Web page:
03:32 GMT25 October 2020
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    The terms of the inquiry, set out in a statement issued by the Maltese government 20th September, include investigation of whether Daphne’s murder could’ve been prevented, and if criminal law provisions in the country are sufficient to prevent a culture of impunity.

    The family of Daphne Caruana Galizia, the investigative journalist killed by car bomb in Malta in October 2017, have raised concerns about the impartiality of the panel appointed to lead a public inquiry into her death.

    The Maltese government announced a wide-ranging inquiry late on Friday, just six days before the three-month deadline set by the Council of Europe and following intense campaigning by Daphne’s family, who claim there is a widespread lack of accountability and corruption in their country, the European Union’s smallest member state.

    As a result, they’ve requested an urgent meeting with Prime Minister Joseph Muscat - himself a frequent target of Daphne’s investigations - stating the board of inquiry “will be unfit for purpose if the public has reason to doubt any of its wider members’ independence or impartiality”.

    The commission will meet publicly, but can decide to hear witnesses’ evidence in private, and is expected to last nine months. It’s comprised of chair Michael Mallia, a retired former judge, Ian Refalo, litigator and professor of law at the University of Malta, and Dr. Anthony Abela Medici, former director of forensic science laboratories at the Malta police department. Daphne’s family support Mallia’s appointment, but claim Refalo has previously represented clients investigated by the slain journalist for money laundering, and have also expressed concerns about Medici on the basis he “depends on the Prime Minister for his livelihood”. Daphne’s investigations into Muscat previously revealed several members of his administration set up secretive offshore companies shortly after entering government.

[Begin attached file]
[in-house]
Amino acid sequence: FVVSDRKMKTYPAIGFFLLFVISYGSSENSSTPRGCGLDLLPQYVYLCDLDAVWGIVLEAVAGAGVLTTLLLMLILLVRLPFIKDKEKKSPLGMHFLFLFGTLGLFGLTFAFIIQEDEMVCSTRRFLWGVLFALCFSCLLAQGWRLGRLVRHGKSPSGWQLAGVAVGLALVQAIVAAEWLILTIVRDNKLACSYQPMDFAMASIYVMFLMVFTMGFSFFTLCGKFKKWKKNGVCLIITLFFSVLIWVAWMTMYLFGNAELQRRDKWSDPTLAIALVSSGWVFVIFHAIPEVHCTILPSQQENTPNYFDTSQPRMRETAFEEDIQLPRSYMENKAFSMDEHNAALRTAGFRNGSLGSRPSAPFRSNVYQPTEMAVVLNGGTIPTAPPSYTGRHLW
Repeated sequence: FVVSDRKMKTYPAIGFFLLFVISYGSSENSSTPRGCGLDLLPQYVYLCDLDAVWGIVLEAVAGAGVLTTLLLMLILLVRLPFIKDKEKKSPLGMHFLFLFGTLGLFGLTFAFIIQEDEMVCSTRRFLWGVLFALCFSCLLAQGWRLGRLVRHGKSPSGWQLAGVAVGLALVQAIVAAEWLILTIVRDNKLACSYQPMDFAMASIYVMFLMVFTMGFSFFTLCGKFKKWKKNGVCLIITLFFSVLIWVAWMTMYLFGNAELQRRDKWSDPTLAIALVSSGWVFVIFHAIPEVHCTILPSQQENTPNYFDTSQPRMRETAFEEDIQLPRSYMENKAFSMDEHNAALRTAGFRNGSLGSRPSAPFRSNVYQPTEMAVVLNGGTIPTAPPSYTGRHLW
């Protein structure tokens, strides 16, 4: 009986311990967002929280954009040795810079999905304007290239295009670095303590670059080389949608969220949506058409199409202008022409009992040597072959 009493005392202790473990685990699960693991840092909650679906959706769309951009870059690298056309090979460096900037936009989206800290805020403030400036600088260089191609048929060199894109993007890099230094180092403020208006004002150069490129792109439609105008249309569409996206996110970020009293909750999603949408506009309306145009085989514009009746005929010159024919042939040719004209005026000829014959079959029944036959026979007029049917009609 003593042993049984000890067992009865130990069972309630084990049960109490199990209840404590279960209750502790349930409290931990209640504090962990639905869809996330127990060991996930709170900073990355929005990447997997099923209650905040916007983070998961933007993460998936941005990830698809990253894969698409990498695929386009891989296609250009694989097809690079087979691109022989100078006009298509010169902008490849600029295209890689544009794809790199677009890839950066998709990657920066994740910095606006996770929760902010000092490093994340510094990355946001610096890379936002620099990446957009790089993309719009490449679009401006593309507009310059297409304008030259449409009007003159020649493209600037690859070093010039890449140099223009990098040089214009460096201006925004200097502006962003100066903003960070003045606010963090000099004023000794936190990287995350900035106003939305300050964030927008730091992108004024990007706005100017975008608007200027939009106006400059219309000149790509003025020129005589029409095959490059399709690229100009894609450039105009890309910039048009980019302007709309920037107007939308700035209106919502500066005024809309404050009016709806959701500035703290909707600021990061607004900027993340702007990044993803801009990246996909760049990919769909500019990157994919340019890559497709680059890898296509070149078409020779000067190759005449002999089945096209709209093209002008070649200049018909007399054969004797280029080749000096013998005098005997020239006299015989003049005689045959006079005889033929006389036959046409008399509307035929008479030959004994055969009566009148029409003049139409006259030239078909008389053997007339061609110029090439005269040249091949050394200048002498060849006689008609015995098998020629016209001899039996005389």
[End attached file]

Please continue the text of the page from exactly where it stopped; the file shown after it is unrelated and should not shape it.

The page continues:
The family’s concerns have been echoed by Rebecca Vincent, UK bureau director of journalists’ campaign group RSF.

    “The establishment of a public inquiry is long overdue, and is an essential step towards justice...This is the result of the sustained advocacy efforts of her family and civil society groups for nearly two years. But a public inquiry that lacks independence and impartiality will fool no one - and the goal remains full justice for this heinous assassination. We will remain vigilant and scrutinise the composition and actions of the Board of Inquiry, and act to hold the Maltese government to account for its international obligations,” she said in a statement.

    Impending Actions

    Three men - Brothers Alfred and George Degiorgio, and Vincent Muscat (no relation to the Prime Minister), all in their fifties - were arrested in December 2017, and the case is pending trial, although police investigations into who ultimately ordered the killing have allegedly stalled.  

    ​Ironically however, Daphne’s family may themselves be facing court - when she was assassinated, she was subject to over 40 civil and criminal defamation suits, of which 30 were posthumously transferred to her family under Maltese law that allows claimants to pursue actions against the heirs of a deceased defendant. Among the claimants is Prime Minister Muscat, who has refused to drop his case unless the journalist’s family accept the findings of an inquiry he claims exonerated him of corrupt activity.

    His refusals persist despite Council of Europe human rights commissioner Dunja Mijatovic writing to him 12th September and urging for the actions to be dismissed, not least because if they proceed Daphne’s heirs may be compelled to reveal information on her journalistic work and sources in open court.

    “This is not only an excessive and very complex burden for the respondents but may also constitute an undue interference with the right to protection of journalistic sources. Continuing these claims – many of which were lodged by public officials including yourself – is not only perceived as an intimidation of a family faced with the loss of their loved one but also raises questions regarding the Maltese authorities’ commitment to finding and bringing the masterminds of this horrendous crime to justice,” she wrote.


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